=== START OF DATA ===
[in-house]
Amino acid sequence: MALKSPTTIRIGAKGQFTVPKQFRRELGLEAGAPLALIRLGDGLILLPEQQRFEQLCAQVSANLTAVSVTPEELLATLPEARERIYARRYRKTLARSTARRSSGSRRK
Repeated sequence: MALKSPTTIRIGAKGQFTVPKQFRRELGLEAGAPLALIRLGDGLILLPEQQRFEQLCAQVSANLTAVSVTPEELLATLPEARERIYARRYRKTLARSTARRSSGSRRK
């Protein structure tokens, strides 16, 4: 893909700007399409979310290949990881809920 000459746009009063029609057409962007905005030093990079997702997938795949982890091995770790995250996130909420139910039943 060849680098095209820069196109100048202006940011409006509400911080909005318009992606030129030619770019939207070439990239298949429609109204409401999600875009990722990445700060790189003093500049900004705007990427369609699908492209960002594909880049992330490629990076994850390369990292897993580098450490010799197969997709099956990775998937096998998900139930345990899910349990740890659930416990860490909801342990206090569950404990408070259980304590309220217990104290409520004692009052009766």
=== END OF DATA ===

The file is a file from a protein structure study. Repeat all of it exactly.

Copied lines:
[in-house]
Amino acid sequence: MALKSPTTIRIGAKGQFTVPKQFRRELGLEAGAPLALIRLGDGLILLPEQQRFEQLCAQVSANLTAVSVTPEELLATLPEARERIYARRYRKTLARSTARRSSGSRRK
Repeated sequence: MALKSPTTIRIGAKGQFTVPKQFRRELGLEAGAPLALIRLGDGLILLPEQQRFEQLCAQVSANLTAVSVTPEELLATLPEARERIYARRYRKTLARSTARRSSGSRRK
């Protein structure tokens, strides 16, 4: 893909700007399409979310290949990881809920 000459746009009063029609057409962007905005030093990079997702997938795949982890091995770790995250996130909420139910039943 060849680098095209820069196109100048202006940011409006509400911080909005318009992606030129030619770019939207070439990239298949429609109204409401999600875009990722990445700060790189003093500049900004705007990427369609699908492209960002594909880049992330490629990076994850390369990292897993580098450490010799197969997709099956990775998937096998998900139930345990899910349990740890659930416990860490909801342990206090569950404990408070259980304590309220217990104290409520004692009052009766």